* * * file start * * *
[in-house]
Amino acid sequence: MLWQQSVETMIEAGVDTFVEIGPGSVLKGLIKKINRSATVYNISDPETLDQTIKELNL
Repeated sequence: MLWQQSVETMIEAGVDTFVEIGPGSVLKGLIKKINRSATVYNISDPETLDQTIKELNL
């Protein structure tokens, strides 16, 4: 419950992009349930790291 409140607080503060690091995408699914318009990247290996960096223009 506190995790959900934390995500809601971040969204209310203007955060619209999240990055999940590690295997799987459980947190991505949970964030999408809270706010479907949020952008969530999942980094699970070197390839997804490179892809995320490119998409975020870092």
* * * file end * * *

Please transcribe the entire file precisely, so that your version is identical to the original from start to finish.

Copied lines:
[in-house]
Amino acid sequence: MLWQQSVETMIEAGVDTFVEIGPGSVLKGLIKKINRSATVYNISDPETLDQTIKELNL
Repeated sequence: MLWQQSVETMIEAGVDTFVEIGPGSVLKGLIKKINRSATVYNISDPETLDQTIKELNL
């Protein structure tokens, strides 16, 4: 419950992009349930790291 409140607080503060690091995408699914318009990247290996960096223009 506190995790959900934390995500809601971040969204209310203007955060619209999240990055999940590690295997799987459980947190991505949970964030999408809270706010479907949020952008969530999942980094699970070197390839997804490179892809995320490119998409975020870092």